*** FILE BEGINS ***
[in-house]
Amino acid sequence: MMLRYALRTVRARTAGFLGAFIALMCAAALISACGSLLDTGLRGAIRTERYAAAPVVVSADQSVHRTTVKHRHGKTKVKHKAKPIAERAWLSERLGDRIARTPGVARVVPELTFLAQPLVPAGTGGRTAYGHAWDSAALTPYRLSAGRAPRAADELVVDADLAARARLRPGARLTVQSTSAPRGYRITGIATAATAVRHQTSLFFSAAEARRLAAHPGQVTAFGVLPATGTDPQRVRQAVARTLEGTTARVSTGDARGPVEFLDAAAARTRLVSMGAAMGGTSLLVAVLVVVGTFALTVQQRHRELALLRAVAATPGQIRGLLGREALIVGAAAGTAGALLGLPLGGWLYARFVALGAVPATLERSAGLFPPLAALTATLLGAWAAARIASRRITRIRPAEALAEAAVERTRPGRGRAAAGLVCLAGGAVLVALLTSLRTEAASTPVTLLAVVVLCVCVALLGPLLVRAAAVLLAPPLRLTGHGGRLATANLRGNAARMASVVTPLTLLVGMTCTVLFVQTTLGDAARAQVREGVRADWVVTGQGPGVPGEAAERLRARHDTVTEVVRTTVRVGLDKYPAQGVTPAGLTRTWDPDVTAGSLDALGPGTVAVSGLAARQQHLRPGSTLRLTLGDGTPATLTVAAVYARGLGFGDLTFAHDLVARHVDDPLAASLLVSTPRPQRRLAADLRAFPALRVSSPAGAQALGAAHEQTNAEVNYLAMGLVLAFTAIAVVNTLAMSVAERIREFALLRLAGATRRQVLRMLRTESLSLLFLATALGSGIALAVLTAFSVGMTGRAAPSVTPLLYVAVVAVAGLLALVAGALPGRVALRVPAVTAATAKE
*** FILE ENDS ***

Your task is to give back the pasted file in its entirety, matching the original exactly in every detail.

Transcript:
[in-house]
Amino acid sequence: MMLRYALRTVRARTAGFLGAFIALMCAAALISACGSLLDTGLRGAIRTERYAAAPVVVSADQSVHRTTVKHRHGKTKVKHKAKPIAERAWLSERLGDRIARTPGVARVVPELTFLAQPLVPAGTGGRTAYGHAWDSAALTPYRLSAGRAPRAADELVVDADLAARARLRPGARLTVQSTSAPRGYRITGIATAATAVRHQTSLFFSAAEARRLAAHPGQVTAFGVLPATGTDPQRVRQAVARTLEGTTARVSTGDARGPVEFLDAAAARTRLVSMGAAMGGTSLLVAVLVVVGTFALTVQQRHRELALLRAVAATPGQIRGLLGREALIVGAAAGTAGALLGLPLGGWLYARFVALGAVPATLERSAGLFPPLAALTATLLGAWAAARIASRRITRIRPAEALAEAAVERTRPGRGRAAAGLVCLAGGAVLVALLTSLRTEAASTPVTLLAVVVLCVCVALLGPLLVRAAAVLLAPPLRLTGHGGRLATANLRGNAARMASVVTPLTLLVGMTCTVLFVQTTLGDAARAQVREGVRADWVVTGQGPGVPGEAAERLRARHDTVTEVVRTTVRVGLDKYPAQGVTPAGLTRTWDPDVTAGSLDALGPGTVAVSGLAARQQHLRPGSTLRLTLGDGTPATLTVAAVYARGLGFGDLTFAHDLVARHVDDPLAASLLVSTPRPQRRLAADLRAFPALRVSSPAGAQALGAAHEQTNAEVNYLAMGLVLAFTAIAVVNTLAMSVAERIREFALLRLAGATRRQVLRMLRTESLSLLFLATALGSGIALAVLTAFSVGMTGRAAPSVTPLLYVAVVAVAGLLALVAGALPGRVALRVPAVTAATAKE